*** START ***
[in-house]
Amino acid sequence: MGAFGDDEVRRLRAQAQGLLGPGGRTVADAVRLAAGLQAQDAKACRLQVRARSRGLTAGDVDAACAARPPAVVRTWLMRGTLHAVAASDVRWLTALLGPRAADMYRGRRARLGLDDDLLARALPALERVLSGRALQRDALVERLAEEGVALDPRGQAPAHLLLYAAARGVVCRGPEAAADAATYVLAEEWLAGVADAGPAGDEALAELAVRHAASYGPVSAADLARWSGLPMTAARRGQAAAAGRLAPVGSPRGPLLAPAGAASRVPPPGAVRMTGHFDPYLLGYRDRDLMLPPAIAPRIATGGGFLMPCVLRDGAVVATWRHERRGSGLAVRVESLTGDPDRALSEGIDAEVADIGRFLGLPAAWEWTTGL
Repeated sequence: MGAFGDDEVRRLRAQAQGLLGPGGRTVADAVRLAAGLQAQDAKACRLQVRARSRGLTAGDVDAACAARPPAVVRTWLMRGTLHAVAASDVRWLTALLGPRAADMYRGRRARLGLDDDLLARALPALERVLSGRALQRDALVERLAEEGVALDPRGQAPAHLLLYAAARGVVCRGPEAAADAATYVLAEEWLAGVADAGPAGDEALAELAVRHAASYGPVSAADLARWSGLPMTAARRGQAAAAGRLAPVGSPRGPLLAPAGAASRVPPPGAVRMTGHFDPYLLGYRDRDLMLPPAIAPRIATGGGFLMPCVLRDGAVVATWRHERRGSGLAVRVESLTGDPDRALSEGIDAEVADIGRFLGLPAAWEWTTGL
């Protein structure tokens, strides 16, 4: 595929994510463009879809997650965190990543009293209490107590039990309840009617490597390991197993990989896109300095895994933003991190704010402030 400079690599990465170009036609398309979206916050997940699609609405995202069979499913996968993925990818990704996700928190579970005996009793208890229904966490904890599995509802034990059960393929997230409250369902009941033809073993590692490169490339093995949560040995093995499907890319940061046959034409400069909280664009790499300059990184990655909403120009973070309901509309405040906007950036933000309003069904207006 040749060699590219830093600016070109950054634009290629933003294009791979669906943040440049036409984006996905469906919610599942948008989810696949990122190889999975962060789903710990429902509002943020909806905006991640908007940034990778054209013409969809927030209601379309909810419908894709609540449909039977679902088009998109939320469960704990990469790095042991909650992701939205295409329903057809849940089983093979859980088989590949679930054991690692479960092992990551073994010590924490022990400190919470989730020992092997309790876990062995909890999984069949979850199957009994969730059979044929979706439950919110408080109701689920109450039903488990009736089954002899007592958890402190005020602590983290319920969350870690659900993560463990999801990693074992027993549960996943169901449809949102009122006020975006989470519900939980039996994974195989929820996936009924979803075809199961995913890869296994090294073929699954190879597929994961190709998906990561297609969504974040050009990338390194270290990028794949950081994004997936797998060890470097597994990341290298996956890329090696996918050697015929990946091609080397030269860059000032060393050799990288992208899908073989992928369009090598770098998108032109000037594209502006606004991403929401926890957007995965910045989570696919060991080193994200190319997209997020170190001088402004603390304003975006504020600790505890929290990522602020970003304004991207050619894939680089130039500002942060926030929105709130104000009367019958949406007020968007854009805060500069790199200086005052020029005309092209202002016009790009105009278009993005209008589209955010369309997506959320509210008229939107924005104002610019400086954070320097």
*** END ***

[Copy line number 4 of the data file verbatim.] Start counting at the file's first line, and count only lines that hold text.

């Protein structure tokens, strides 16, 4: 595929994510463009879809997650965190990543009293209490107590039990309840009617490597390991197993990989896109300095895994933003991190704010402030 400079690599990465170009036609398309979206916050997940699609609405995202069979499913996968993925990818990704996700928190579970005996009793208890229904966490904890599995509802034990059960393929997230409250369902009941033809073993590692490169490339093995949560040995093995499907890319940061046959034409400069909280664009790499300059990184990655909403120009973070309901509309405040906007950036933000309003069904207006 040749060699590219830093600016070109950054634009290629933003294009791979669906943040440049036409984006996905469906919610599942948008989810696949990122190889999975962060789903710990429902509002943020909806905006991640908007940034990778054209013409969809927030209601379309909810419908894709609540449909039977679902088009998109939320469960704990990469790095042991909650992701939205295409329903057809849940089983093979859980088989590949679930054991690692479960092992990551073994010590924490022990400190919470989730020992092997309790876990062995909890999984069949979850199957009994969730059979044929979706439950919110408080109701689920109450039903488990009736089954002899007592958890402190005020602590983290319920969350870690659900993560463990999801990693074992027993549960996943169901449809949102009122006020975006989470519900939980039996994974195989929820996936009924979803075809199961995913890869296994090294073929699954190879597929994961190709998906990561297609969504974040050009990338390194270290990028794949950081994004997936797998060890470097597994990341290298996956890329090696996918050697015929990946091609080397030269860059000032060393050799990288992208899908073989992928369009090598770098998108032109000037594209502006606004991403929401926890957007995965910045989570696919060991080193994200190319997209997020170190001088402004603390304003975006504020600790505890929290990522602020970003304004991207050619894939680089130039500002942060926030929105709130104000009367019958949406007020968007854009805060500069790199200086005052020029005309092209202002016009790009105009278009993005209008589209955010369309997506959320509210008229939107924005104002610019400086954070320097």